The Salvation Army is no ordinary army. Since 1883, the Army has fought poverty and social and spiritual distress in New Zealand – helping people in need with budgeting advice, food parcels, life skills programmes and other comfort and support.
Through a nationwide network of community centres and programmes, The Salvation Army helps over 120,000 New Zealanders every year.
Salvation Army Tindall Funding Manager Shane Chisholm says the Army’s aim is to provide better options in life for families and individuals who ask for help and give them a helping hand toward a brighter future.
“Assisting people to resolve their own problems and become increasingly independent is a remarkable responsibility,” Shane says. “It is life changing for clients as they move on to making positive decisions for themselves and their families.”
The Salvation Army is able to meet the high demand for services through the commitment and generosity of supporters including The Tindall Foundation.
“The support of The Tindall Foundation is an admirable expression of New Zealanders’ empathy to their fellow Kiwis in desperate need,” says Shane. “Their seeding of new initiatives tailored to meet the individual needs of local communities connects particularly well with our delivery of social services.”
The Salvation Army’s Safe from Start programme is an innovative approach to working with pre-school children exposed to family violence. This initiative trains workers involved in child and family work to facilitate therapeutic play therapy programmes for children, along with their parents. Funding from The Tindall Foundation has enabled the launch of the programme in Manukau.
Safe from the Start equips Salvation Army social workers to facilitate a safe healing environment for children, along with their main caregiving parent. As the child plays, the parent learns about the child’s experiences and emotions, and also how to use the toys to build attachment with their child and further develop parenting skills.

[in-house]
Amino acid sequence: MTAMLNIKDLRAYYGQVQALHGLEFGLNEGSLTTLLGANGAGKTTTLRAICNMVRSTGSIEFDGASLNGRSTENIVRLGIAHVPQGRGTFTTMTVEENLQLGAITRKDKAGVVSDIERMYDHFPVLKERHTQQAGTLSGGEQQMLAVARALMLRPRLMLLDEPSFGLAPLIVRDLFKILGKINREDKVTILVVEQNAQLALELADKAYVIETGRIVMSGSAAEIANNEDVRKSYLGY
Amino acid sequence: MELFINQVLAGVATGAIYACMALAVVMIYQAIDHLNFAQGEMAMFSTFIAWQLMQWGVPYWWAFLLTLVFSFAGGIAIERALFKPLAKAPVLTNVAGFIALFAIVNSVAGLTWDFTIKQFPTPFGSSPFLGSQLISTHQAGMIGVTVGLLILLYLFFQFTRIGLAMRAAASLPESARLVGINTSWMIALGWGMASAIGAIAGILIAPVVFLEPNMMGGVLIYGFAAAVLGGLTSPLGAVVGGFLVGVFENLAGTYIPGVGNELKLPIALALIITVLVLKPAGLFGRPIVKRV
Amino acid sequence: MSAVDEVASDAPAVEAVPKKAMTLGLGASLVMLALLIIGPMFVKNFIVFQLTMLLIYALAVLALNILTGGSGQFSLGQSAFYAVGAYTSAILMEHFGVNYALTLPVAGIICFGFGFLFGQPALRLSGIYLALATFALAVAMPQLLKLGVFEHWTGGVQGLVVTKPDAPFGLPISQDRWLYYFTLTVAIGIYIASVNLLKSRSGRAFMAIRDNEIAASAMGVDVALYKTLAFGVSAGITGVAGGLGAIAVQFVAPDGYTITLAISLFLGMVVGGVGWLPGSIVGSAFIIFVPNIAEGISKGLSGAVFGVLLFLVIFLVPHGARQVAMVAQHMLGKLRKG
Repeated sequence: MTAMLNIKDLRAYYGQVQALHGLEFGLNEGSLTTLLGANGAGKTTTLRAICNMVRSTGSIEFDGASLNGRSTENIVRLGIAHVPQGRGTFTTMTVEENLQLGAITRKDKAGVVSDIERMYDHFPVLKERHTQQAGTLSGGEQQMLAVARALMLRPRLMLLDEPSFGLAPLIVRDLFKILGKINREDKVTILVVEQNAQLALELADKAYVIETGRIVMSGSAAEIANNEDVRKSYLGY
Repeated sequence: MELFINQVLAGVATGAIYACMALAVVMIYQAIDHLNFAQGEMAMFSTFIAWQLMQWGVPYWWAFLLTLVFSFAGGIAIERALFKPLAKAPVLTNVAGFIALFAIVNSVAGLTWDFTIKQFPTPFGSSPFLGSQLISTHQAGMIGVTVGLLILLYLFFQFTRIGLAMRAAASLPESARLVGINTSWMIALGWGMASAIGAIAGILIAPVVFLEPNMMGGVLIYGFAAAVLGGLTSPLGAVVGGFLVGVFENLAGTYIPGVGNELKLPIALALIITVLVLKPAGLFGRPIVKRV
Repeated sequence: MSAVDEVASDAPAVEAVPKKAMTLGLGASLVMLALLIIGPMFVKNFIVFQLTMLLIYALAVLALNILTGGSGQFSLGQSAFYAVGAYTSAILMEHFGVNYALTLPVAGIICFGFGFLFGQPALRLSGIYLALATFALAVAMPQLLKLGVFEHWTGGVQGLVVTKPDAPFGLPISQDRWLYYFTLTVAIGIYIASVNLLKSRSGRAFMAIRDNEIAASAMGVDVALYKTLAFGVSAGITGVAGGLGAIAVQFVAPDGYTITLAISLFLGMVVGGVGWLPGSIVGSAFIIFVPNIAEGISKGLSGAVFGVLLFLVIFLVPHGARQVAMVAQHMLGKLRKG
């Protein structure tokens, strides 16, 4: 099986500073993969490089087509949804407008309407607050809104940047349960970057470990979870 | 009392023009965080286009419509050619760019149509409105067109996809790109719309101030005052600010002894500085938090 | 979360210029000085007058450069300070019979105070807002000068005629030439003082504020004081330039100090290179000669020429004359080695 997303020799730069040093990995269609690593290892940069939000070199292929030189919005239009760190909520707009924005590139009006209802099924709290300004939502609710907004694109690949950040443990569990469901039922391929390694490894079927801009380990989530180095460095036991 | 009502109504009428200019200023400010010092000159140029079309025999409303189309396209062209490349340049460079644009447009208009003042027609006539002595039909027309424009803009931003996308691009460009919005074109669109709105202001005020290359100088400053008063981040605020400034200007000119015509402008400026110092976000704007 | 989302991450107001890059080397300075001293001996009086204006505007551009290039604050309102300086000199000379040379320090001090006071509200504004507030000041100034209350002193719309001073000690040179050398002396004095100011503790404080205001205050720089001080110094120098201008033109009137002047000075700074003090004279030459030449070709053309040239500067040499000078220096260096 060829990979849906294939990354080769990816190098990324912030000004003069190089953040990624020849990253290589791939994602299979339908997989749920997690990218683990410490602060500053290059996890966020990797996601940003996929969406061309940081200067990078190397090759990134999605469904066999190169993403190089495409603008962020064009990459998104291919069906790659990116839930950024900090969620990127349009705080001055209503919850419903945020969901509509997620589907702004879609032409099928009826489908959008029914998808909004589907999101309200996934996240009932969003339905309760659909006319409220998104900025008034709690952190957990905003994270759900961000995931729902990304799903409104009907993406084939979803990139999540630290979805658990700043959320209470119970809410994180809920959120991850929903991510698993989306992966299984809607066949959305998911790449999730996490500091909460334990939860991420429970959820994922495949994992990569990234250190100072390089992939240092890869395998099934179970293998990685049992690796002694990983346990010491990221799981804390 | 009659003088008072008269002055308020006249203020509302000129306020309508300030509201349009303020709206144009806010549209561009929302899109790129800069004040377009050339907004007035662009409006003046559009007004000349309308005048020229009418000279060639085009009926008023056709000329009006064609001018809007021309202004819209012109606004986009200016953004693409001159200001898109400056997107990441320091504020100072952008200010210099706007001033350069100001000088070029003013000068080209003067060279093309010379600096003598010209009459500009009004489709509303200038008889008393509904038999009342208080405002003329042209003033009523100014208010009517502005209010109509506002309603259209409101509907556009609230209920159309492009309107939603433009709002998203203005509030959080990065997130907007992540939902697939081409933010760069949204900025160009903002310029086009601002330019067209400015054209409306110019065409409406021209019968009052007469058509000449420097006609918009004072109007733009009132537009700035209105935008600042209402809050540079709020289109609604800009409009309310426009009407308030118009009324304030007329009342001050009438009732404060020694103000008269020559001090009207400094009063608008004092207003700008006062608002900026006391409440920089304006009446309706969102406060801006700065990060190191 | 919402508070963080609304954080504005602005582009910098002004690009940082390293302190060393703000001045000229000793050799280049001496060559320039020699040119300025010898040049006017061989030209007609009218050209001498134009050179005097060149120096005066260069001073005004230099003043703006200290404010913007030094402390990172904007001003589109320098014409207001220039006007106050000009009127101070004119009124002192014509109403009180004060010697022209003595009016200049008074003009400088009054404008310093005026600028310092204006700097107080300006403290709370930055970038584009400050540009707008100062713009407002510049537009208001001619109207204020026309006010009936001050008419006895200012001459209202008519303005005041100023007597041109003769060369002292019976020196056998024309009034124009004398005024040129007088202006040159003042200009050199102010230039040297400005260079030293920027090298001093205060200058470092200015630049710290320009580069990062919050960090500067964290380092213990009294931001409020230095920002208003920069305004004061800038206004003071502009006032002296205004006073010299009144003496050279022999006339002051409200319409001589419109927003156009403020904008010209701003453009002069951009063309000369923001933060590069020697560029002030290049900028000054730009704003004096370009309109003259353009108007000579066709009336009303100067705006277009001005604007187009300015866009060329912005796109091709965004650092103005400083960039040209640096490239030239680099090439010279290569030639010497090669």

Living in poverty puts intense and relentless pressures on couples and many relationships don’t survive the strain. New Zealanders throughout the country are seeing dramatic changes in their lives after taking part in the Positive Lifestyle Programme, a course designed by The Salvation Army. This programme aims to raise self-awareness, enabling clients to identify and overcome personal difficulties before they become major problems.
The 10-week course covers topics such as dealing with depression, anger, grief and stress, which is an ever-present and potentially damaging aspect of life for most poor families. The programme works toward building self-esteem and assertiveness and developing goal-setting skills.
Funding from The Tindall Foundation has helped set up the Positive Lifestyle Programme in Whangarei for clients referred from Salvation Army centres and the Department of Corrections. The programme is developing into a powerful tool in aiding clients to resolve their own problems and become increasingly independent.
A firewood project in Blenheim illustrates how focussing on needs at a local level benefits a whole community. With assistance from The Tindall Foundation, the Army has partnered with local wood suppliers and the Community Probation Service, organising workers to convert pallets to firewood and deliver supplies to those in need.
People learn both work and interpersonal skills by taking part in this project. With these skills, participants are now gaining fulltime employment – and people in the community have warm homes.
Having a long-term relationship with The Tindall Foundation allows The Salvation Army to take a strategic approach to allocating funds to social services projects.
“We are working with an organisation that understands what we do and why we do it,” Shane says.
“With the high level of trust between the parties and effective governance by The Tindall Foundation, the fund manager model is an excellent approach to helping both New Zealanders in need and their communities.”